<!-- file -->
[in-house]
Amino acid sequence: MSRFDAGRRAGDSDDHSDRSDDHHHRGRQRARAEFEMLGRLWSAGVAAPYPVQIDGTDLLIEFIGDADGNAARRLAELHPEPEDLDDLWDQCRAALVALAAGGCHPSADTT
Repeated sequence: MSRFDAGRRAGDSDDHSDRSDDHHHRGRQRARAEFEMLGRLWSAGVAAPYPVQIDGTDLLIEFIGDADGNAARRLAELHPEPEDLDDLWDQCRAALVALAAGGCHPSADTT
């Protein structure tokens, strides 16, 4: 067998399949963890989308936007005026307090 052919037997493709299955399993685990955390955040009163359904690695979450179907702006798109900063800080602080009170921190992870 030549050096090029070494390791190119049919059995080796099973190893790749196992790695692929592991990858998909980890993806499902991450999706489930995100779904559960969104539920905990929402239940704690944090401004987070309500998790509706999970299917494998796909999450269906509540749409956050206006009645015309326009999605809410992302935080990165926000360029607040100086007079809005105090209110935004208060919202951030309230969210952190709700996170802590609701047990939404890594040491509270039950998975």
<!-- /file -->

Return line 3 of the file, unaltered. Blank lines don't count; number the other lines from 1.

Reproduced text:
Repeated sequence: MSRFDAGRRAGDSDDHSDRSDDHHHRGRQRARAEFEMLGRLWSAGVAAPYPVQIDGTDLLIEFIGDADGNAARRLAELHPEPEDLDDLWDQCRAALVALAAGGCHPSADTT